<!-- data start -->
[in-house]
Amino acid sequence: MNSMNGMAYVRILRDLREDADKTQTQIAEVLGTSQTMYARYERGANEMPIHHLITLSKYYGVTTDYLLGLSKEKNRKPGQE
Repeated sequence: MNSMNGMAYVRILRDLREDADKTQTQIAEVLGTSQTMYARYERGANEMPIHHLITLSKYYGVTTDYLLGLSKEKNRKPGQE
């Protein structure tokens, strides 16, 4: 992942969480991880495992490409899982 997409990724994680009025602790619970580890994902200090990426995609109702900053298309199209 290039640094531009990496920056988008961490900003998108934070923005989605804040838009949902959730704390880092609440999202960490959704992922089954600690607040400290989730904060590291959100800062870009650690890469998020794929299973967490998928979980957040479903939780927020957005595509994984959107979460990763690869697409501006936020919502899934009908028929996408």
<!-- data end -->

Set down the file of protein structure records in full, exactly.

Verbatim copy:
[in-house]
Amino acid sequence: MNSMNGMAYVRILRDLREDADKTQTQIAEVLGTSQTMYARYERGANEMPIHHLITLSKYYGVTTDYLLGLSKEKNRKPGQE
Repeated sequence: MNSMNGMAYVRILRDLREDADKTQTQIAEVLGTSQTMYARYERGANEMPIHHLITLSKYYGVTTDYLLGLSKEKNRKPGQE
């Protein structure tokens, strides 16, 4: 992942969480991880495992490409899982 997409990724994680009025602790619970580890994902200090990426995609109702900053298309199209 290039640094531009990496920056988008961490900003998108934070923005989605804040838009949902959730704390880092609440999202960490959704992922089954600690607040400290989730904060590291959100800062870009650690890469998020794929299973967490998928979980957040479903939780927020957005595509994984959107979460990763690869697409501006936020919502899934009908028929996408």